Despite his big reputation, the stopper has had a poor season in Serie B with Torino. So why has he been called up now, and what will it mean for his future for club and country?
By Kris Voakes
When Alberto Aquilani’s head injury ruled him out of tonight’s friendly between Italy and the Republic of Ireland in Liege, it came as a surprise to many that Torino defender Angelo Ogbonna was the man called up to replace him.
But while it was widely predicted that the big centre-half would be brought into the Nazionale setup sooner or later, it is the timing of Cesare Prandelli’s call which comes as something of a shock.
Ogbonna looked to be one of Italy’s great defensive hopes as little as a year ago. As Toro completed their 2009-10 home calendar against Vicenza, the centre-back was watched – as exclusively reported by Goal.com – by Everton manager David Moyes, just one of a string of bosses alerted to the talents of the Italy under-21 stopper; months earlier he had been the subject of apparent interest from Arsenal. But a year on, the Granata’s final home game saw them slump to a 2-0 defeat to Padova, ending a forgettable campaign for both club and player.
|ANGELO OGBONNA | The making of an international
Caps: 8 for Italy U-21
With each transfer window has come interest from clubs both home and abroad, invariably met by resistance and threats from Toro fans towards embattled president Urbano Cairo. A banner reading “Se vendi Ogbonna prepara la tomba” (If you sell Ogbonna, prepare the coffin) was a regular on the road with Granata followers during January’s sales period.
But the truth is that Ogbonna’s form – particularly in 2011 – has not been that of a future international defender. Whether that has been as a consequence of the ugly atmosphere around Turin’s second club caused by the off-pitch battles between the fans and Cairo, or due to something more fundamental, is unclear.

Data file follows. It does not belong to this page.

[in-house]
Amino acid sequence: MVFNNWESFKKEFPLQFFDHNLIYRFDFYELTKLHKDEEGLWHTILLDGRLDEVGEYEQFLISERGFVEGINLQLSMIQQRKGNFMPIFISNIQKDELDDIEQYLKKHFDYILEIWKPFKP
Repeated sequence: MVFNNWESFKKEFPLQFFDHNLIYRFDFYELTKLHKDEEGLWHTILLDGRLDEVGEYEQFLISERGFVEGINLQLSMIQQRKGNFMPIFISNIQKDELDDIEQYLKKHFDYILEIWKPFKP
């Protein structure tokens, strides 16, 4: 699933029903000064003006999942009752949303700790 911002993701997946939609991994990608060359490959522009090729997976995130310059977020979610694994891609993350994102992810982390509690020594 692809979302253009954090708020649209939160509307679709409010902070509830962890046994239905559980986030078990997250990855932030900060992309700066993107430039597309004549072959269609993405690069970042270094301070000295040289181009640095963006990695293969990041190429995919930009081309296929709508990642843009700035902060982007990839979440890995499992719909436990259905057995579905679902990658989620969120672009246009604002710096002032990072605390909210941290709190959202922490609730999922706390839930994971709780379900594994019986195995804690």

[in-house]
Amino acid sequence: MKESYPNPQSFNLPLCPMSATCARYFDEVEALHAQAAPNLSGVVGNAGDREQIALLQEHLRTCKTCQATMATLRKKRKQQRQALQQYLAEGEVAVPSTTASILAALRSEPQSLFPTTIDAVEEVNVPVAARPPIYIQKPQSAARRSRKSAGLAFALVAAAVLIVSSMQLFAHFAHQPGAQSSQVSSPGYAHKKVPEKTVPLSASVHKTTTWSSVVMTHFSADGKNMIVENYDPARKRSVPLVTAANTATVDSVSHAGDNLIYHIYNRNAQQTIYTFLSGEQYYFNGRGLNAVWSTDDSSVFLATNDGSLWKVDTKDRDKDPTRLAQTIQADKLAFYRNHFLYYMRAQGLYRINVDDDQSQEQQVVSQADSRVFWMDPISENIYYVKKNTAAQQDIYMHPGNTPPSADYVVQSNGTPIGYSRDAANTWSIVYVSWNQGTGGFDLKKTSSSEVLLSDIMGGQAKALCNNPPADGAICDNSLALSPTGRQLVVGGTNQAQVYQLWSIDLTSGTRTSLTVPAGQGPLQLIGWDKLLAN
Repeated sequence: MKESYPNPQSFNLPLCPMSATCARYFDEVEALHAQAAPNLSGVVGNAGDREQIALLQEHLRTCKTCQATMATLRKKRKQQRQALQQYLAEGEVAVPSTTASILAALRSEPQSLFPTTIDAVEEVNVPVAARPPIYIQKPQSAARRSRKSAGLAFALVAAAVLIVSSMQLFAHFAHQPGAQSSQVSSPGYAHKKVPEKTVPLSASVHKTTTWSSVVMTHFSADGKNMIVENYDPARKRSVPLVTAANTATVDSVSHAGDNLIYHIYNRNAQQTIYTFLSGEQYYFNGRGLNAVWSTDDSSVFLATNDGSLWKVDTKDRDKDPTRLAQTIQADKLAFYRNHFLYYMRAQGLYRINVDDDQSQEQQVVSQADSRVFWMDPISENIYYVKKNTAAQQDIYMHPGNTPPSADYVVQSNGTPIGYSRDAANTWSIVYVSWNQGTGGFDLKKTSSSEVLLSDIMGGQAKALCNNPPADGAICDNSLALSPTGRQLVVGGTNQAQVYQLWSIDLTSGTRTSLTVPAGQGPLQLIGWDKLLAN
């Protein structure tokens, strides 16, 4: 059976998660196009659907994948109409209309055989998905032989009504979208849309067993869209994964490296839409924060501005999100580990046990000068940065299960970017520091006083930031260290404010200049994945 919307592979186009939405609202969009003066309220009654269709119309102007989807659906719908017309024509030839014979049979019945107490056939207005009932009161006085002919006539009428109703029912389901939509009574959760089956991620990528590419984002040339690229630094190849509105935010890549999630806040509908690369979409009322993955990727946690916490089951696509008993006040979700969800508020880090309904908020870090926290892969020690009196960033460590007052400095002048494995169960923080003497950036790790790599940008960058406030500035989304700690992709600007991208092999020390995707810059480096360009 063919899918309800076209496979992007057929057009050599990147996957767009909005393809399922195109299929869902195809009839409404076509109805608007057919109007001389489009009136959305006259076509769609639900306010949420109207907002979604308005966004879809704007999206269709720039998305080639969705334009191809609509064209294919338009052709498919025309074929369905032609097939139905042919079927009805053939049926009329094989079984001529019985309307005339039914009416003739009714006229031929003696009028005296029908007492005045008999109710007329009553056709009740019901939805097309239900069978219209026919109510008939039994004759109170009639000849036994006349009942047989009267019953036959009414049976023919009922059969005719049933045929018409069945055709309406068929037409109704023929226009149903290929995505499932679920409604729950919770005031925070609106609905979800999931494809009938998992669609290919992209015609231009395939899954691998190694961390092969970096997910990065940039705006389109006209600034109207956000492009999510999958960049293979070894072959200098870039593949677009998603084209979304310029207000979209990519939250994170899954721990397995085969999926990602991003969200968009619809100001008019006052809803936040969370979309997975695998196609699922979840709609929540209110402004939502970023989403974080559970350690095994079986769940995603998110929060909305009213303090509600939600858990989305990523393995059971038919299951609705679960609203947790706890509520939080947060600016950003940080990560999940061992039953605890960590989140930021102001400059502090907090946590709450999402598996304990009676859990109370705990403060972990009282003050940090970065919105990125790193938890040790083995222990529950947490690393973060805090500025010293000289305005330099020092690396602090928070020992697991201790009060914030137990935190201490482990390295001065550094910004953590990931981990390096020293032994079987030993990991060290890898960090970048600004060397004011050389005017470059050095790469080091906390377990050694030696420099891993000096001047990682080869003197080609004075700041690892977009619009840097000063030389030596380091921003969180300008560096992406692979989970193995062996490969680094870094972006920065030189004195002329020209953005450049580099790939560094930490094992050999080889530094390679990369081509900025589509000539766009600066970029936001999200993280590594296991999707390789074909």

What is for certain is that the Italian of Nigerian parentage has not been playing to his potential, resulting in him being overlooked on occasion for the likes of Francesco Pratali and Valerio Di Cesare.
Possessive of superb strength and a great left foot, Ogbonna has seemed set for stardom for some time. But as Toro have increasingly looked for a leader on the pitch to drag them through their troubles over the last two years, the defender has slipped further from the pedestal he was placed on when he first broke into the starting XI.
What’s more, technical deficiencies – such as his poor sense of anticipation to high balls played either side of him, and his susceptibility to attacks to his right – have been more and more in evidence of late.
|"At a time when Prandelli has been warning his players they must be playing regularly, it will be interesting to see whether he'll continue to pick a defender playing Serie B football."
So Prandelli’s decision to choose tonight’s clash with Giovanni Trapattoni’s Ireland as the moment to introduce Ogbonna to the big stage is an intriguing one. Looking from the outside in, one would suggest that now is the right time for the centre-back to cut his ties in Turin and secure Serie A football elsewhere, but he has reiterated his desire to sign a new contract with Torino in the days since his weekend call-up.
At a time when the Italy boss has been warning his players that they must be playing regularly to be considered for selection, it will be interesting to see whether he might continue to invite a defender playing his football on Saturdays instead of Sundays between now and Euro 2012 - particularly if Ogbonna’s performances continue to regress.
If he comes off the bench tonight he will be the first Torino player to represent Italy since Alessandro Rosina in October 2007, and a good display could send him heading for the exit door. For the sake of his progression, that may be no bad thing.
This is his opportunity to remind everyone of the player he can be. Technical imperfections can be ironed out more easily by better coaches at bigger clubs, and a successful international future will help to persuade Serie A observers of his long-term suitability to a higher level.
Whether the timing is right or not, this is his opportunity to stake a claim for an Italy jersey and also for a move away from Torino. He simply has to take it.
If he snubs the chance, he could well be a one-cap wonder, but if he impresses he will be just another early success story from Cesare Prandelli’s reign as Azzurri boss.